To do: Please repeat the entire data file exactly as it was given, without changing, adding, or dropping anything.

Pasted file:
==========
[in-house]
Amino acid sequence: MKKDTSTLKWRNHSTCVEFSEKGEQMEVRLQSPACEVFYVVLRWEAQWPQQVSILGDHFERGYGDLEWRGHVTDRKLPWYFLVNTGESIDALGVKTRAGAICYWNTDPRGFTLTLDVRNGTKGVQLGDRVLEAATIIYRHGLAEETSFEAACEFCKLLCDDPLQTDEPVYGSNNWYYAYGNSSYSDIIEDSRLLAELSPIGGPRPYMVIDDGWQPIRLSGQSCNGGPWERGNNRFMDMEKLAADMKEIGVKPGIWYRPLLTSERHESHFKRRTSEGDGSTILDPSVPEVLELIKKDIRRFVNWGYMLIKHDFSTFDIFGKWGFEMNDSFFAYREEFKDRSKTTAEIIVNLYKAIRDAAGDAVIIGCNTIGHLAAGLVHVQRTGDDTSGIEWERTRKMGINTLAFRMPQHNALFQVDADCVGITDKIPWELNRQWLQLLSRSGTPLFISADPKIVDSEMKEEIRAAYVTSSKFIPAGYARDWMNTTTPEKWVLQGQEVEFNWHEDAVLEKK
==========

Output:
[in-house]
Amino acid sequence: MKKDTSTLKWRNHSTCVEFSEKGEQMEVRLQSPACEVFYVVLRWEAQWPQQVSILGDHFERGYGDLEWRGHVTDRKLPWYFLVNTGESIDALGVKTRAGAICYWNTDPRGFTLTLDVRNGTKGVQLGDRVLEAATIIYRHGLAEETSFEAACEFCKLLCDDPLQTDEPVYGSNNWYYAYGNSSYSDIIEDSRLLAELSPIGGPRPYMVIDDGWQPIRLSGQSCNGGPWERGNNRFMDMEKLAADMKEIGVKPGIWYRPLLTSERHESHFKRRTSEGDGSTILDPSVPEVLELIKKDIRRFVNWGYMLIKHDFSTFDIFGKWGFEMNDSFFAYREEFKDRSKTTAEIIVNLYKAIRDAAGDAVIIGCNTIGHLAAGLVHVQRTGDDTSGIEWERTRKMGINTLAFRMPQHNALFQVDADCVGITDKIPWELNRQWLQLLSRSGTPLFISADPKIVDSEMKEEIRAAYVTSSKFIPAGYARDWMNTTTPEKWVLQGQEVEFNWHEDAVLEKK